Jean Pfaelzer, Ph.D., is author of California Bound: Slavery in the American West (forthcoming Yale Univ. Press); Driven Out: The Forgotten War Against Chinese Americans (Random House & Univ. California Press) and four other books including Parlor Radical: Rebecca Harding Davis and the Origins of American Social Realism. She is currently working on a PBS special, on “1882: The Chinese Exclusion Act” and a PBS/CCBS special on Chinese migration to the U.S. She is on the Chinese Railroad Workers Digital Humanities Project, Stanford Univ. and the national “1882” project. She was on the curatorial team for “I Want the Wide American Earth,” Smithsonian Museum of American History. Driven Out was named one of the 100 notable books of the year by the New York Times, etc. and she was named Asian American Hero by Asian Librarians Association. Jean is a Professor of English, Women and Gender Studies, and Asian Studies at the University of Delaware where she teaches in Nineteenth-Century American Studies, American Realism, American Women Writers, Asian American Culture and History, the Culture of Work, Feminist Theory, and Utopian Culture and Theory. She is contributing a chapter on California conventions and their fight for the right to testify in the forthcoming edited collection based on the 2014 CCP hosted symposium.
Selena Sanderfer, Ph.D. is an Assistant Professor in the History Department at Western Kentucky University and the Director of the Program in Southern Studies. She teaches courses in world history, American history and classes on the African Diaspora. Dr. Sanderfer has received research grants and fellowships in support of her work on Black Nationalism in the southern US including a short-term fellowship with the Mellon Scholars Program in African American History at the Library Company of Philadelphia. In addition to articles featured in The Tennessee Historical Quarterly, The Journal of the Indiana Academy of the Social Sciences and The Afro-Americans in New York Life and History, she is working on a book length manuscript examining the development of Black nationalism in the South from the American revolution to the post Civil War era. Her class will be the first to collect and upload the many petitions and "memorials" that delegates submitted to state legislatures and to Congress. She is contributing a chapter on postbellum conventions in the forthcoming edited collection based on the 2014 CCP hosted symposium. The exhibit The Postbellum Southern Conventions Movement and Emigration Debate is based on her essay.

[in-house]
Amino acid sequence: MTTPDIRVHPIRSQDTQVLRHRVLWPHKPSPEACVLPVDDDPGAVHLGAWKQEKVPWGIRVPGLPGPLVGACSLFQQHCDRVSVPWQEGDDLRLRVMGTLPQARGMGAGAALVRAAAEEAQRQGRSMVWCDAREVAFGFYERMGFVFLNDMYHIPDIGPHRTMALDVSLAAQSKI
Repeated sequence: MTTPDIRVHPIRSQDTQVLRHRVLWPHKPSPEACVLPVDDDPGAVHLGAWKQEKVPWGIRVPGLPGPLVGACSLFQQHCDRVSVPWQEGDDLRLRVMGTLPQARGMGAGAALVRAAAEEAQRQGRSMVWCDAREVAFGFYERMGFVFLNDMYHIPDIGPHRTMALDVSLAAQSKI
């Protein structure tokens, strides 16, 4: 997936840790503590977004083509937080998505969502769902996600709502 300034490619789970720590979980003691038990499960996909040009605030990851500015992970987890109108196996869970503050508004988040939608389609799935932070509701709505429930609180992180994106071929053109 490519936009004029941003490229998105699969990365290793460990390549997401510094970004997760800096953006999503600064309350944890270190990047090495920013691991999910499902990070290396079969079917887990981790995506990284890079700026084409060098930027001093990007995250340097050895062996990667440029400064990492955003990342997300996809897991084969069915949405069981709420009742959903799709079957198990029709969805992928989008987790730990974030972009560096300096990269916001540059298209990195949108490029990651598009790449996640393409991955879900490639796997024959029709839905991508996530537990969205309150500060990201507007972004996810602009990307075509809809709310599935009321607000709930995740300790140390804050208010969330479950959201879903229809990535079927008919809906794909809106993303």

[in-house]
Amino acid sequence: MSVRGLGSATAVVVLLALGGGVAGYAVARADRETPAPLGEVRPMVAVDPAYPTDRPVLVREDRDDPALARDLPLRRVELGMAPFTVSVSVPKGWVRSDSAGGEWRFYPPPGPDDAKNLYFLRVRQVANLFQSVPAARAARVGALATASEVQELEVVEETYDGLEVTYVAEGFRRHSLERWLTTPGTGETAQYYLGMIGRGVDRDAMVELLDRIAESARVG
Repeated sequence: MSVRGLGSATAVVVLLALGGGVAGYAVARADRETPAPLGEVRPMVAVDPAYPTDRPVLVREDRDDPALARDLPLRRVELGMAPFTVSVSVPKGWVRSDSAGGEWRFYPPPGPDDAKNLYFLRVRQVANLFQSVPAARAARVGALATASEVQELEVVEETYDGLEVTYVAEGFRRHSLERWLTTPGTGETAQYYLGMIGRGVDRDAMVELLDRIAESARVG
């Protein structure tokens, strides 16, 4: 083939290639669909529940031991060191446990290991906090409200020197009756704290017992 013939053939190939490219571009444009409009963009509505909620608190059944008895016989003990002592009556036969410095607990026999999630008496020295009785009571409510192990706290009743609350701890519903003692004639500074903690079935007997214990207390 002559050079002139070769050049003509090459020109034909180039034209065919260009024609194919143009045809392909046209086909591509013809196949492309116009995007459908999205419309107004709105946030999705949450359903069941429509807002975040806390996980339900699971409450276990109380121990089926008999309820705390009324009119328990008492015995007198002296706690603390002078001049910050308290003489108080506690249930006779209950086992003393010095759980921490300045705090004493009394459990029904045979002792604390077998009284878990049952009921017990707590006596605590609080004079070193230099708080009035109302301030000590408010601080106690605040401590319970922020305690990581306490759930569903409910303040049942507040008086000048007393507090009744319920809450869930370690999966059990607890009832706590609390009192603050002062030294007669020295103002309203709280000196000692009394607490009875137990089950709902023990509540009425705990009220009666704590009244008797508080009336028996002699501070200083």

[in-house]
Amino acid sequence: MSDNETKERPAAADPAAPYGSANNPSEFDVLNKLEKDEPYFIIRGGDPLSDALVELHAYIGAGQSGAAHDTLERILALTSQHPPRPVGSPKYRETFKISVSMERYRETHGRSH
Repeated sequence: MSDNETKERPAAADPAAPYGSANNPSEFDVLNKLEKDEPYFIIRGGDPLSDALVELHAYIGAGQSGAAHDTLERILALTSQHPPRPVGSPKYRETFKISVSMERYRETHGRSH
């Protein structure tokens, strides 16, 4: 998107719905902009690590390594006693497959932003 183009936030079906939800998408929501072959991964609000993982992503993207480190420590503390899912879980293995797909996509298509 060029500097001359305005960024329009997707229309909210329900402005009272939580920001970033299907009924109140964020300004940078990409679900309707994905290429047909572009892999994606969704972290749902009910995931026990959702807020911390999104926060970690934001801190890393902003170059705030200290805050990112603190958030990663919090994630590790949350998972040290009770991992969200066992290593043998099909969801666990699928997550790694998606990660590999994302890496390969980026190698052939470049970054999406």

Sarah Wasserman, Ph.D., is an assistant professor of English at the University of Delaware, where she teaches courses on 20th and 21st century American literature, material culture studies, and digital humanities. Her work appears in Contemporary Literature, Modern Fiction Studies, and The Journal of American Studies. She is the co-editor of a volume called Cultures of Obsolescence: History, Materiality, and the Digital Age, which appeared with Palgrave Macmillan in 2015. Her current book project, The Death of Things: Ephemera in America, examines literary representations of ephemeral objects in American culture from the beginning of the twentieth century until today. Her Spring, 2016 class was the first to research and collect convention "calls," the announcements placed in newspapers to advertise upcoming conventions.
Ivy Wilson, Ph.D., an associate professor at Northwestern University, teaches courses on the comparative literatures of the black diaspora and U.S. literary studies with a particular emphasis on African American culture. His book Specters of Democracy: Blackness and the Aesthetics of Nationalism interrogates how the figurations and tropes of blackness were used to produce the social equations that regulated the cultural meanings of U.S. citizenship and traces how African American intellectuals manipulated the field of aesthetics as a means to enter into political discourse about the forms of subjectivity and national belonging. Along with recent articles in ESQ, Arizona Quarterly, and PMLA, his other work in U.S. literary studies includes two forthcoming edited books on the nineteenth-century poets James Monroe Whitfield and Albery Allson Whitman. His current research interests focus on the solubility of nationalism in relationship to theories of the diaspora, global economies of culture, and circuits of the super-national and sub-national.